“His loyalty was legendary,” said Ackerman, who met with Olmert the day after Sharon’s stroke. “You didn’t have to guess where he was going to stand. He made it clear at that meeting that he was not the prime minister, that he was hoping and praying that the prime minister would take his rightful place.”

Since then, Olmert has left Sharon’s seat empty at Cabinet meetings.

Olmert’s distaste for soaring rhetoric and lack of a glorious military career may be a welcome change in a Washington used to Israeli leaders who often seem to aspire to prophecy, said David Makovsky, an analyst with the Washington Institute for Near East Policy.

“The United States will be very cognizant of the fact that he doesn’t have Sharon’s gravitas or his national security credentials,” Makovsky said of Olmert. “Frankly, the idea of a civilian prime minister will be refreshing here in Washington.”

Olmert already has staked out differences with Sharon, mapping out clear plans for the next four years: Unilateral withdrawals from the West Bank that for the most part would hew to the security barrier, evacuating 70,000 settlers and annexing other settlements that would bring at least another 100,000 settlers under Israeli sovereignty.

Olmert maintains Sharon’s legacy of setting borders for an Israel that is guaranteed a Jewish majority, but “in many ways he’s far more explicit in the scope of his political goals,” Makovsky said. “The White House is gratified he made those ideas of settlement evacuations clear before the election.”

Sharon typically played his cards much closer to his chest, and delayed discussing the dimensions of last year’s withdrawal from the Gaza Strip and a portion of the West Bank until it was inevitable. Sharon also jealously guarded Israeli sovereignty, casting the withdrawal as solely an Israeli prerogative.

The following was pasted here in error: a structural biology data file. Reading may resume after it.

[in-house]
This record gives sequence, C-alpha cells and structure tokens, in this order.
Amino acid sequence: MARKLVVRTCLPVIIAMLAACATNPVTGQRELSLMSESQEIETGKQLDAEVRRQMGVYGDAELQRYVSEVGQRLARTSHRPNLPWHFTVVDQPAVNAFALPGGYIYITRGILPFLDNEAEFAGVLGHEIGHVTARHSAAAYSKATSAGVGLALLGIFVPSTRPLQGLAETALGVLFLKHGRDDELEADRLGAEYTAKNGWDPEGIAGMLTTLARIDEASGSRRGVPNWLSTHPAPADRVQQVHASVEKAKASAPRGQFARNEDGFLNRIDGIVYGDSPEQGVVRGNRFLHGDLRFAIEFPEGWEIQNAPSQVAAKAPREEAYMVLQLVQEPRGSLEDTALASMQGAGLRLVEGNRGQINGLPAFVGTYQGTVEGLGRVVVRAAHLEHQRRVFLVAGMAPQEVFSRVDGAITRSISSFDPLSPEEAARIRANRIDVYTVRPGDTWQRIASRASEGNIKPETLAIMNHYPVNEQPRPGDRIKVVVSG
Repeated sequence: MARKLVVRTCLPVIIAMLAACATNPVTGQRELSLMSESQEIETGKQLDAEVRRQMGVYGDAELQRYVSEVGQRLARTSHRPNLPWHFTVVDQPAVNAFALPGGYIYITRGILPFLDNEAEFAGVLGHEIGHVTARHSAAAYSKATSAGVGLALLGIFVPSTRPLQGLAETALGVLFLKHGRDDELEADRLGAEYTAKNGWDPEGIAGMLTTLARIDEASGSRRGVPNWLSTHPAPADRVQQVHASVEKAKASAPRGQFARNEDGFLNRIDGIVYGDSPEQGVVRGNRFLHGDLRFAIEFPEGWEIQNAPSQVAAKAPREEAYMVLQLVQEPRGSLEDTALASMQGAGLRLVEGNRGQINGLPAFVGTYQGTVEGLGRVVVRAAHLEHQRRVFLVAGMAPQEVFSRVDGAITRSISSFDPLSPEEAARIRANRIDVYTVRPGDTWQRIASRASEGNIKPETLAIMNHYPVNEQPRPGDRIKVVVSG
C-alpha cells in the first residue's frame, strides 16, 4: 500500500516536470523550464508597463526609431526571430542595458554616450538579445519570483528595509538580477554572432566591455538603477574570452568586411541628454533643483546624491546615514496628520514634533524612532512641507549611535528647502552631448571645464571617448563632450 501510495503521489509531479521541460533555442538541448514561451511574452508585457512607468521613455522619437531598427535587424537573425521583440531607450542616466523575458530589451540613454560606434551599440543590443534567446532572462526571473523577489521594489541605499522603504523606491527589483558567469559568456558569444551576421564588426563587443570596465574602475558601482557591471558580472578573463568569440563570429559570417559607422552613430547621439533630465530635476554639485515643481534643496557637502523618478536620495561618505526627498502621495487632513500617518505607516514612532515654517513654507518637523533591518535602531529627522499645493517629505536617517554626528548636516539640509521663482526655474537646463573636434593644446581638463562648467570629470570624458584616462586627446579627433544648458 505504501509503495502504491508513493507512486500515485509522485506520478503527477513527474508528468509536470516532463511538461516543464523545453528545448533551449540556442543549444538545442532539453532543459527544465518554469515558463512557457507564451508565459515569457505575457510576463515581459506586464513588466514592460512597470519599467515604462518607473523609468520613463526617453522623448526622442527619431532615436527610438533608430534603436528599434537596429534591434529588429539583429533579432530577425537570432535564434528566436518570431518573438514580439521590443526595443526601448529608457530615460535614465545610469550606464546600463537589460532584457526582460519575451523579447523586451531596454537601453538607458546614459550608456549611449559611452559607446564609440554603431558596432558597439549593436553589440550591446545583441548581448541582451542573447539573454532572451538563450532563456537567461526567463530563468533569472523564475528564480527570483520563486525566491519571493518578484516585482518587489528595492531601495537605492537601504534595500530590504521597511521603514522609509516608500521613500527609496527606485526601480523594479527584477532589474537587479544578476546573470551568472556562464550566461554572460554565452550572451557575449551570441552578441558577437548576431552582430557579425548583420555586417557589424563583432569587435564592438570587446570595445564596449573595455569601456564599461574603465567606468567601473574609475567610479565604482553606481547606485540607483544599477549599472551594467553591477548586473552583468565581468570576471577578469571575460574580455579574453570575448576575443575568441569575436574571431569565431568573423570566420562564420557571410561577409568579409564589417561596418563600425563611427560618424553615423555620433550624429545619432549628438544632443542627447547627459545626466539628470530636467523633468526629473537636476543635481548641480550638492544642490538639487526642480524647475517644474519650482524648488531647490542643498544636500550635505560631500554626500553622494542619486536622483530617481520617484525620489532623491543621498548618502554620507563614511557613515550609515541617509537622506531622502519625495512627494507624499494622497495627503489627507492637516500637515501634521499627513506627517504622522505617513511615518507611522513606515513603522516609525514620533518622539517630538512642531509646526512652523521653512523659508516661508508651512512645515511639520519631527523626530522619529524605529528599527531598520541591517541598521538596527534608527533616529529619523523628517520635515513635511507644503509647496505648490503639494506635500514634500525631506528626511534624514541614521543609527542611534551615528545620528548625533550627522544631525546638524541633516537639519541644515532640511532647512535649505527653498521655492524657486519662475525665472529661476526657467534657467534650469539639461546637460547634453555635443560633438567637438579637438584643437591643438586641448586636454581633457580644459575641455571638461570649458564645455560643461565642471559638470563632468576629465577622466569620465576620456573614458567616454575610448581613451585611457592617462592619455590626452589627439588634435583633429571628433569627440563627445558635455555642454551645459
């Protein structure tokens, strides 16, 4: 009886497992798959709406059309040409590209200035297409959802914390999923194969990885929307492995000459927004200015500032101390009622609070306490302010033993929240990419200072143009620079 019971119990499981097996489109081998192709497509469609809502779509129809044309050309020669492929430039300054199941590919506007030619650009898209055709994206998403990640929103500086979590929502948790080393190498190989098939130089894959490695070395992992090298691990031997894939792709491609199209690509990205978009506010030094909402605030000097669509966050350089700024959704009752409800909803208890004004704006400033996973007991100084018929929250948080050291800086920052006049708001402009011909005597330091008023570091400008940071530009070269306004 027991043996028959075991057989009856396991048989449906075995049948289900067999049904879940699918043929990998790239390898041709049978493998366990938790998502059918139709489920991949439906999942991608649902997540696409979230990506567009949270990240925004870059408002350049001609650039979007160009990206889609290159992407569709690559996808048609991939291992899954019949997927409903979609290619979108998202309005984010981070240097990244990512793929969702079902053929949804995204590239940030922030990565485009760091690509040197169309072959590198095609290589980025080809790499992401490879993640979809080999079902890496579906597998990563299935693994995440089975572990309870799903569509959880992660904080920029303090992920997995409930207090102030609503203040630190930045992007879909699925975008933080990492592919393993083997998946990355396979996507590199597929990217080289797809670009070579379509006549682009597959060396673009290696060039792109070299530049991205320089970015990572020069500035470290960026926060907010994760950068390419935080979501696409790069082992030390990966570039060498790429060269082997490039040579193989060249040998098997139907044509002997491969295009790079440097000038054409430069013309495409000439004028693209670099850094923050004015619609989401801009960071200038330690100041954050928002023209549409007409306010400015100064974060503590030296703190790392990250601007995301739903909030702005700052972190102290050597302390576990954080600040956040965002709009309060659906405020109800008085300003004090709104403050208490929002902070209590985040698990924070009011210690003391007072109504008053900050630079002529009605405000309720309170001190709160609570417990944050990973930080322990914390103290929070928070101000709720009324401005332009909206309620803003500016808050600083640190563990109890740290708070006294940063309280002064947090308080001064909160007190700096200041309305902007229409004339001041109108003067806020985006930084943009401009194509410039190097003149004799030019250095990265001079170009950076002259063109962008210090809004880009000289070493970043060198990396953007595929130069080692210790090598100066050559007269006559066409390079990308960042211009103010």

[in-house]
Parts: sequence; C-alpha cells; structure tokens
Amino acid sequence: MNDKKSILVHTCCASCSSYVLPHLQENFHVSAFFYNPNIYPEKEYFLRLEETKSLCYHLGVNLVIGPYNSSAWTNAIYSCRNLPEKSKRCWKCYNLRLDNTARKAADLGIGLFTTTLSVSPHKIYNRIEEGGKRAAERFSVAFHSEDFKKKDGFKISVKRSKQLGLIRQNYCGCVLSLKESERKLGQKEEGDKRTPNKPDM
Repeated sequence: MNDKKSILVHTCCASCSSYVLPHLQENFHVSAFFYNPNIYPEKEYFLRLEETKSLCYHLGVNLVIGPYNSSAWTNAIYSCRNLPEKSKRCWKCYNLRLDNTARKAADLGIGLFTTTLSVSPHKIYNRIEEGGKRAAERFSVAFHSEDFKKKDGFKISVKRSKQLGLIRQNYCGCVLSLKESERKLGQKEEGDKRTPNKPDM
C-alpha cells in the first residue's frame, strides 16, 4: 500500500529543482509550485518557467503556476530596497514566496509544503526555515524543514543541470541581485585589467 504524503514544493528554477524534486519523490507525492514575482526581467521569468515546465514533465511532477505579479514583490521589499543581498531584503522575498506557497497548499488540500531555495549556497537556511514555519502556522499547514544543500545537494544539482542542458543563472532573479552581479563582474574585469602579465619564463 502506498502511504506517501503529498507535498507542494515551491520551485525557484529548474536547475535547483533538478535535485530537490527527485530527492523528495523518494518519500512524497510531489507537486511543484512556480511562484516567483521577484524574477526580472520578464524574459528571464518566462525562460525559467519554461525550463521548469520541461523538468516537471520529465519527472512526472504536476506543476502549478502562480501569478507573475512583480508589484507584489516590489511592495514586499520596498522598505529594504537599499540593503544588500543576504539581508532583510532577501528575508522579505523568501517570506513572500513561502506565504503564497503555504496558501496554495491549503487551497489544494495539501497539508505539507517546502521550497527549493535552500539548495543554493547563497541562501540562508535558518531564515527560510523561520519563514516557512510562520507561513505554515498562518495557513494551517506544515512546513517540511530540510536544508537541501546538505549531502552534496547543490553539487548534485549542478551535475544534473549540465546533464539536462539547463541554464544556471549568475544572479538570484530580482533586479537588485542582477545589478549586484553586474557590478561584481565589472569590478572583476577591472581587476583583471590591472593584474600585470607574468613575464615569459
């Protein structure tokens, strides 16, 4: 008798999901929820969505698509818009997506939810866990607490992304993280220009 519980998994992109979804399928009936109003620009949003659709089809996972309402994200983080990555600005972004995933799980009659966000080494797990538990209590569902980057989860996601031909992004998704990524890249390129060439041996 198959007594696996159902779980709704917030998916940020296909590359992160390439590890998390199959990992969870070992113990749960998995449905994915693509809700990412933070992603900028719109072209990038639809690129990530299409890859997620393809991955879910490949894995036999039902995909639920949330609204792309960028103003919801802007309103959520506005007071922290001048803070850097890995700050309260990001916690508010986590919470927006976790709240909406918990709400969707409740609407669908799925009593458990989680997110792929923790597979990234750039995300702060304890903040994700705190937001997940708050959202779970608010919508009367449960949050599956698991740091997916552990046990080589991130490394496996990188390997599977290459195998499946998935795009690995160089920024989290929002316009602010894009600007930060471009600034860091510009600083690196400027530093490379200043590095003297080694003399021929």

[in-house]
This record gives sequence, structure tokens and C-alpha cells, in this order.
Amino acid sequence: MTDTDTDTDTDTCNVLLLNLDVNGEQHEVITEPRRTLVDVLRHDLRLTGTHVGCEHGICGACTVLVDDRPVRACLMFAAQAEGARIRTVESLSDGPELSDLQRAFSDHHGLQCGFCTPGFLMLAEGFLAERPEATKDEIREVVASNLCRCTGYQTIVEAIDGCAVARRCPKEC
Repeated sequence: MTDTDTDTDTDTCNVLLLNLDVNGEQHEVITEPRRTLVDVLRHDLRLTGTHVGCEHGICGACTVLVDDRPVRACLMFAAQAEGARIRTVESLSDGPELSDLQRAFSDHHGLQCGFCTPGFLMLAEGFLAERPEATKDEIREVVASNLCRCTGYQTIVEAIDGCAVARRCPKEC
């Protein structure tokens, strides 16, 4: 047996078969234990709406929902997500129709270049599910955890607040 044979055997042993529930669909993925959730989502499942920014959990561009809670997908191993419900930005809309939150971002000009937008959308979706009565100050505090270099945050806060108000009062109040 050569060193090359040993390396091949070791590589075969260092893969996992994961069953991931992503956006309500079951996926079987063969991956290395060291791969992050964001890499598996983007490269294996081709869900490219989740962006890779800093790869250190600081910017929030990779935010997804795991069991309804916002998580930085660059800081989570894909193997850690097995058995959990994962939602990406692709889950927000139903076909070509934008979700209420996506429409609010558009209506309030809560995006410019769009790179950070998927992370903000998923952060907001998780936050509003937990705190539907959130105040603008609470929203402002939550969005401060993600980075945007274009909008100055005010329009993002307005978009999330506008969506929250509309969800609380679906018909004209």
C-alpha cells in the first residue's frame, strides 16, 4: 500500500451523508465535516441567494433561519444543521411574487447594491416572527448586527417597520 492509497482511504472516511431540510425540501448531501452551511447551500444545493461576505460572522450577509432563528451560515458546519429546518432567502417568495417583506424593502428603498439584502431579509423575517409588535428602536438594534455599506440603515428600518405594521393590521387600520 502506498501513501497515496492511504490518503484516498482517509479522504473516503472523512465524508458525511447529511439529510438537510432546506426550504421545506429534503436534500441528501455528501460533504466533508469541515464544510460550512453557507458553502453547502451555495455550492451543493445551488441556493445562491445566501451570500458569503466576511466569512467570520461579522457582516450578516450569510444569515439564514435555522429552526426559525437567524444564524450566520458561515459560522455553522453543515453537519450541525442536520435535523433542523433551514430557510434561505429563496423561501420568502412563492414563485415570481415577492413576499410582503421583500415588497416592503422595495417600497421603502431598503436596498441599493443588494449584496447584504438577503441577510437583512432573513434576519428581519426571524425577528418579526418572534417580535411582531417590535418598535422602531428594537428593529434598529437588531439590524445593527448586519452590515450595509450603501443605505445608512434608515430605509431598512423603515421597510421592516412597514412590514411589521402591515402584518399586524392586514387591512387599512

Olmert has said he would consult immediately with the “Quartet” — the diplomatic grouping of the United States, Russia, European Union and United Nations, which is overseeing the Israeli-Palestinian peace process — as soon as the elections are over.

However he proceeds, Olmert will have an attentive ear here, cultivated over years of trans-Atlantic dealings: first, as Prime Minister Yitzhak Shamir’s U.S. point man during the Madrid negotiations in 1991 and then as Jerusalem mayor from 1993-2003, when he stressed Israel’s claim to the entire, unified city.

“He brought people closer emotionally to Jerusalem,” Lender said.

Ken Jacobson, associate national director of the Anti-Defamation League, recalled traveling with Olmert to Walt Disney World’s Epcot Center in 1999 to counter Arab pressure to de-Judaize an exhibit on Jerusalem.

Olmert traveled to the United States so often, first as mayor and then as Sharon’s deputy on peace matters, that his Israeli accent has faded.

“They used to joke that Ehud Olmert could be seen on two planes crossing the Atlantic in both directions, he comes here so often,” said David Harris, executive director of the American Jewish Committee.

 

AFTER SHARON


History will note the premiership of Ariel Sharon as the pivotal moment when Israel decided that ending control over the Palestinians was in its own, crucial interest. And it was the time that Israel took dramatic unilateral action to pursue that course. Disengagement, defeating terrorism and building the security fence have been essential in cutting the Gordian knot between Israel’s interests and Palestinian political will and capacity.

Negotiation, by contrast, is what unites Sharon’s critics. From the Left, Yossi Beilin contends that, since the contours of a final status agreement are known, all that remains is to seal the deal. From the Right, Binyamin Netanyahu advocates the logic of the quid pro quo — “if they give, they’ll receive” — implying that time is on Israel’s side and the ball is in the Palestinian court.

But what if the Palestinians are unwilling or unable to end the conflict? What if they don’t “give”? Does that mean that Israel will stay in the Palestinian areas indefinitely?